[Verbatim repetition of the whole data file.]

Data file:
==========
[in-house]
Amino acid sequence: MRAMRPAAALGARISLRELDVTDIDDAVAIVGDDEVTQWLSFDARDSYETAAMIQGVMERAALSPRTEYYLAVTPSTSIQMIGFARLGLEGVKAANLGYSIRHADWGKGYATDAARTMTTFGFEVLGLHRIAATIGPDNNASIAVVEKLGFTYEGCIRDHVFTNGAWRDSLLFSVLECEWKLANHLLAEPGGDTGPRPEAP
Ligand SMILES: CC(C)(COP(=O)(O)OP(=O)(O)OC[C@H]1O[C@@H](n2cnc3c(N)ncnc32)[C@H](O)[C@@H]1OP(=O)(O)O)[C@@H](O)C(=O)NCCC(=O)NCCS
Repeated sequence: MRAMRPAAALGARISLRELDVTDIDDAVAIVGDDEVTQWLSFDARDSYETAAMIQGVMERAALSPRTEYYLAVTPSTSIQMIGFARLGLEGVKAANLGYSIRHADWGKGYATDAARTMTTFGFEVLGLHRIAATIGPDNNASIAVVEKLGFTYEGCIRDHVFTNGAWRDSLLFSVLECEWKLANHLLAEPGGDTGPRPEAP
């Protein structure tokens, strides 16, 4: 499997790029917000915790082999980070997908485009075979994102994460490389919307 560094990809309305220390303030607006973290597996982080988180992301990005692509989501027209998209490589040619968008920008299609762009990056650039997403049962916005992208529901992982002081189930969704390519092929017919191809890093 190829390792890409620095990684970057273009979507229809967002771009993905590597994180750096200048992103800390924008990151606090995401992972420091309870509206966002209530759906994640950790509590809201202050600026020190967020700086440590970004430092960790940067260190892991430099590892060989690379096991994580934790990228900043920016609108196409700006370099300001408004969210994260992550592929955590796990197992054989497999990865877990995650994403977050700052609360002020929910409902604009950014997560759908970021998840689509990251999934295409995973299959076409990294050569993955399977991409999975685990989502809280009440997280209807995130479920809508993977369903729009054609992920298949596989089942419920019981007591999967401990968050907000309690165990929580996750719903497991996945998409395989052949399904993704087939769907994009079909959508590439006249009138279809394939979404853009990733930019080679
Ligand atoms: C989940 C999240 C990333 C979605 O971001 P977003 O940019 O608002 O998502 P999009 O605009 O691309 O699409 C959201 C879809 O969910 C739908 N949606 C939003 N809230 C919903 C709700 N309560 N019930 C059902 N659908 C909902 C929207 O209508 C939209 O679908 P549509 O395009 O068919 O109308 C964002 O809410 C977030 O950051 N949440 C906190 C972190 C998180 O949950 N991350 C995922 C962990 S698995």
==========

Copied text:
[in-house]
Amino acid sequence: MRAMRPAAALGARISLRELDVTDIDDAVAIVGDDEVTQWLSFDARDSYETAAMIQGVMERAALSPRTEYYLAVTPSTSIQMIGFARLGLEGVKAANLGYSIRHADWGKGYATDAARTMTTFGFEVLGLHRIAATIGPDNNASIAVVEKLGFTYEGCIRDHVFTNGAWRDSLLFSVLECEWKLANHLLAEPGGDTGPRPEAP
Ligand SMILES: CC(C)(COP(=O)(O)OP(=O)(O)OC[C@H]1O[C@@H](n2cnc3c(N)ncnc32)[C@H](O)[C@@H]1OP(=O)(O)O)[C@@H](O)C(=O)NCCC(=O)NCCS
Repeated sequence: MRAMRPAAALGARISLRELDVTDIDDAVAIVGDDEVTQWLSFDARDSYETAAMIQGVMERAALSPRTEYYLAVTPSTSIQMIGFARLGLEGVKAANLGYSIRHADWGKGYATDAARTMTTFGFEVLGLHRIAATIGPDNNASIAVVEKLGFTYEGCIRDHVFTNGAWRDSLLFSVLECEWKLANHLLAEPGGDTGPRPEAP
């Protein structure tokens, strides 16, 4: 499997790029917000915790082999980070997908485009075979994102994460490389919307 560094990809309305220390303030607006973290597996982080988180992301990005692509989501027209998209490589040619968008920008299609762009990056650039997403049962916005992208529901992982002081189930969704390519092929017919191809890093 190829390792890409620095990684970057273009979507229809967002771009993905590597994180750096200048992103800390924008990151606090995401992972420091309870509206966002209530759906994640950790509590809201202050600026020190967020700086440590970004430092960790940067260190892991430099590892060989690379096991994580934790990228900043920016609108196409700006370099300001408004969210994260992550592929955590796990197992054989497999990865877990995650994403977050700052609360002020929910409902604009950014997560759908970021998840689509990251999934295409995973299959076409990294050569993955399977991409999975685990989502809280009440997280209807995130479920809508993977369903729009054609992920298949596989089942419920019981007591999967401990968050907000309690165990929580996750719903497991996945998409395989052949399904993704087939769907994009079909959508590439006249009138279809394939979404853009990733930019080679
Ligand atoms: C989940 C999240 C990333 C979605 O971001 P977003 O940019 O608002 O998502 P999009 O605009 O691309 O699409 C959201 C879809 O969910 C739908 N949606 C939003 N809230 C919903 C709700 N309560 N019930 C059902 N659908 C909902 C929207 O209508 C939209 O679908 P549509 O395009 O068919 O109308 C964002 O809410 C977030 O950051 N949440 C906190 C972190 C998180 O949950 N991350 C995922 C962990 S698995």